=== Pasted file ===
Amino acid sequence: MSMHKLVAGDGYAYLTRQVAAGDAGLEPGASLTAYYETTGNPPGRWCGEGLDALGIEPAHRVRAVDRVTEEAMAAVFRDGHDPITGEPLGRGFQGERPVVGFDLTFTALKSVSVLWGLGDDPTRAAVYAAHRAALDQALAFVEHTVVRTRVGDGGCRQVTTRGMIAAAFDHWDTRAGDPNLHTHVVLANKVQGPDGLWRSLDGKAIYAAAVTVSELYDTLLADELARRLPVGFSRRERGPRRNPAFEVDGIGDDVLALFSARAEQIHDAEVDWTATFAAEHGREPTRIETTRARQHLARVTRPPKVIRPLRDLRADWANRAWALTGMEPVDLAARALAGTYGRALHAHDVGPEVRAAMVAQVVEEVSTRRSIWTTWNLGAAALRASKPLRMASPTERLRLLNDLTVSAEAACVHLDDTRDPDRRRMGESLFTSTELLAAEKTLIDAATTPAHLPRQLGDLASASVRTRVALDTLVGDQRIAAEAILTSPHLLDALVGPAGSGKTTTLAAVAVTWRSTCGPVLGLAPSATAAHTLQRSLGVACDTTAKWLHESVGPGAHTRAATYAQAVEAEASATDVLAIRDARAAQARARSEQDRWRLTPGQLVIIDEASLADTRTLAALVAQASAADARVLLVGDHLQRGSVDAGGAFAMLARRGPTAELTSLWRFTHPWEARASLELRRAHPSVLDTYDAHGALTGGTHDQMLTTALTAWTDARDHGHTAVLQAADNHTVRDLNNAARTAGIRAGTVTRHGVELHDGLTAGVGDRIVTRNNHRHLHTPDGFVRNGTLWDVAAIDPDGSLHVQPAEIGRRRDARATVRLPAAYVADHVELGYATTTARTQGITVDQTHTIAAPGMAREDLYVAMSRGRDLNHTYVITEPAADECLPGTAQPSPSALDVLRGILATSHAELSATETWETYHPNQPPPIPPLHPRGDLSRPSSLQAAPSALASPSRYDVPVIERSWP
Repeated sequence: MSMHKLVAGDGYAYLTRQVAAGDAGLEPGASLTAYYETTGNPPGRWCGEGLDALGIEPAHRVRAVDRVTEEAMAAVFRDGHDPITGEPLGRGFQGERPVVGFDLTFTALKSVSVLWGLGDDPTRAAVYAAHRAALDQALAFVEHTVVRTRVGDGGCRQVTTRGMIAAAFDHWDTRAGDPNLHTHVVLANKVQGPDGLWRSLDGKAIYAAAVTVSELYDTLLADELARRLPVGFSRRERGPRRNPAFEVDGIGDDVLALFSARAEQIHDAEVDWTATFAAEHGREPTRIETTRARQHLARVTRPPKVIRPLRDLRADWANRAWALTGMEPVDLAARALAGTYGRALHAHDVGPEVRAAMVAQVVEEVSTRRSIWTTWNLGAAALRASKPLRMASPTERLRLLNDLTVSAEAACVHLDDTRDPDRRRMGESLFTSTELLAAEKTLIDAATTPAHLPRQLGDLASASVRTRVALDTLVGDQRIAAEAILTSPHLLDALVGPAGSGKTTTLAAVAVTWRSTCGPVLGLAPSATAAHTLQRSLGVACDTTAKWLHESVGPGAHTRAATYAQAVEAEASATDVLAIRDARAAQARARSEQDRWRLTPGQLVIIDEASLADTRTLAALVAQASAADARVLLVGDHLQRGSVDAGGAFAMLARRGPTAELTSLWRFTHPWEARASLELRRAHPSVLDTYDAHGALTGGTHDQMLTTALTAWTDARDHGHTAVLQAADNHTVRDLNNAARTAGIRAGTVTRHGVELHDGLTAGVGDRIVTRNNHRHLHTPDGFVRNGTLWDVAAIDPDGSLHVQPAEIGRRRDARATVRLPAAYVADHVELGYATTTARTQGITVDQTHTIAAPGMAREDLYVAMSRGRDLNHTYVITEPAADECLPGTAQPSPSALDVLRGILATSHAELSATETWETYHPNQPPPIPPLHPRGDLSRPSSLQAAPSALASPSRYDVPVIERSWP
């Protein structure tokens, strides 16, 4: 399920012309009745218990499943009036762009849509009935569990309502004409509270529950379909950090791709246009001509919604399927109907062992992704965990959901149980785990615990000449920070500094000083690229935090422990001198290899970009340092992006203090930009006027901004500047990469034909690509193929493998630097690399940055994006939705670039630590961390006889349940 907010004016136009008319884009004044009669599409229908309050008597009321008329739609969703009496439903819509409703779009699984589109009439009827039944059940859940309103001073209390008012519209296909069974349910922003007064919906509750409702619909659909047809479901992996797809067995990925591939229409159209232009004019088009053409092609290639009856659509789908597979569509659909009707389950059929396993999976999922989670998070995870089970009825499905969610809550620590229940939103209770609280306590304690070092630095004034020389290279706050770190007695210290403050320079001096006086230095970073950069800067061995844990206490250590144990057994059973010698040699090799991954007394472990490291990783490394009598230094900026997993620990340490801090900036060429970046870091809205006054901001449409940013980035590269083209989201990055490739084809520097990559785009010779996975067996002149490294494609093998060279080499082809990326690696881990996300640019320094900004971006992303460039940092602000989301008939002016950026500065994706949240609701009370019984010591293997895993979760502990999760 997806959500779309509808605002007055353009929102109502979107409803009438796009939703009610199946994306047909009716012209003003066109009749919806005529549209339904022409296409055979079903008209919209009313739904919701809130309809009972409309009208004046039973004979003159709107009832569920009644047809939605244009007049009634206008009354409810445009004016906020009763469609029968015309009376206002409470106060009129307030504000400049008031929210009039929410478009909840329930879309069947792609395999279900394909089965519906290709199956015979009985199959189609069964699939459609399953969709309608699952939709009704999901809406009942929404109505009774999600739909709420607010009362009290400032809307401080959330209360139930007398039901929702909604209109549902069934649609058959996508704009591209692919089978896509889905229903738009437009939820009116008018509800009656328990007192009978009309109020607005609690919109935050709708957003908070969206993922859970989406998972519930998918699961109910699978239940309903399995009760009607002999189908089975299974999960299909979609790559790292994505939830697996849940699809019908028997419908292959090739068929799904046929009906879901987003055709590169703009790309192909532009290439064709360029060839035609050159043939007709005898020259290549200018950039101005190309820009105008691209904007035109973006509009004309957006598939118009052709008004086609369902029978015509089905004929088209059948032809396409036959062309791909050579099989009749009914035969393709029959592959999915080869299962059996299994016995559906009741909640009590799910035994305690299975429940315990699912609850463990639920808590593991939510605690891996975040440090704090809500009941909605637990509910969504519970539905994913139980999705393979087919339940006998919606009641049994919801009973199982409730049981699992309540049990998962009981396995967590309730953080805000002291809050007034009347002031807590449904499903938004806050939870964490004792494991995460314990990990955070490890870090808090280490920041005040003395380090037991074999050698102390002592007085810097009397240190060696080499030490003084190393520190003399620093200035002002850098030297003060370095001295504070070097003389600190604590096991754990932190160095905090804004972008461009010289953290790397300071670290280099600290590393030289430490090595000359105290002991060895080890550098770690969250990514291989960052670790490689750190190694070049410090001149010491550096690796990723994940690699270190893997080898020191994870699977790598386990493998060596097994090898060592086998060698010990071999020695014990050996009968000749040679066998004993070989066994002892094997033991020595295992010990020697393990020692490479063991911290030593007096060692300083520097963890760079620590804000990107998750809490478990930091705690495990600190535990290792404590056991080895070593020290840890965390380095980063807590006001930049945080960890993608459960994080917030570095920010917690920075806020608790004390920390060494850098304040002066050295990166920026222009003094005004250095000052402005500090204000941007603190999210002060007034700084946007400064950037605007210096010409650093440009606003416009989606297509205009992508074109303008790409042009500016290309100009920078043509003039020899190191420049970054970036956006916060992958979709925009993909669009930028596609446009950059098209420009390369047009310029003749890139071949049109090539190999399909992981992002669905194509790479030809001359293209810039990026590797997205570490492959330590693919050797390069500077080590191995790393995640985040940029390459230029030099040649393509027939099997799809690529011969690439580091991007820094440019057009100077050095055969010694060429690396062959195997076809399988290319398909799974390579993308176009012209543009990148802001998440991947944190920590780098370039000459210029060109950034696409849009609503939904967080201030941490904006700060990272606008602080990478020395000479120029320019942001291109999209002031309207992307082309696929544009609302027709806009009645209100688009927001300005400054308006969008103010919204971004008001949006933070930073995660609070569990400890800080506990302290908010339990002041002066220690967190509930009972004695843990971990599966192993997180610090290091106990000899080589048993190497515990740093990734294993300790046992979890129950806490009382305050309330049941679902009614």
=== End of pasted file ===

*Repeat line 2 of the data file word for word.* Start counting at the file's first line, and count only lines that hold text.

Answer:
Repeated sequence: MSMHKLVAGDGYAYLTRQVAAGDAGLEPGASLTAYYETTGNPPGRWCGEGLDALGIEPAHRVRAVDRVTEEAMAAVFRDGHDPITGEPLGRGFQGERPVVGFDLTFTALKSVSVLWGLGDDPTRAAVYAAHRAALDQALAFVEHTVVRTRVGDGGCRQVTTRGMIAAAFDHWDTRAGDPNLHTHVVLANKVQGPDGLWRSLDGKAIYAAAVTVSELYDTLLADELARRLPVGFSRRERGPRRNPAFEVDGIGDDVLALFSARAEQIHDAEVDWTATFAAEHGREPTRIETTRARQHLARVTRPPKVIRPLRDLRADWANRAWALTGMEPVDLAARALAGTYGRALHAHDVGPEVRAAMVAQVVEEVSTRRSIWTTWNLGAAALRASKPLRMASPTERLRLLNDLTVSAEAACVHLDDTRDPDRRRMGESLFTSTELLAAEKTLIDAATTPAHLPRQLGDLASASVRTRVALDTLVGDQRIAAEAILTSPHLLDALVGPAGSGKTTTLAAVAVTWRSTCGPVLGLAPSATAAHTLQRSLGVACDTTAKWLHESVGPGAHTRAATYAQAVEAEASATDVLAIRDARAAQARARSEQDRWRLTPGQLVIIDEASLADTRTLAALVAQASAADARVLLVGDHLQRGSVDAGGAFAMLARRGPTAELTSLWRFTHPWEARASLELRRAHPSVLDTYDAHGALTGGTHDQMLTTALTAWTDARDHGHTAVLQAADNHTVRDLNNAARTAGIRAGTVTRHGVELHDGLTAGVGDRIVTRNNHRHLHTPDGFVRNGTLWDVAAIDPDGSLHVQPAEIGRRRDARATVRLPAAYVADHVELGYATTTARTQGITVDQTHTIAAPGMAREDLYVAMSRGRDLNHTYVITEPAADECLPGTAQPSPSALDVLRGILATSHAELSATETWETYHPNQPPPIPPLHPRGDLSRPSSLQAAPSALASPSRYDVPVIERSWP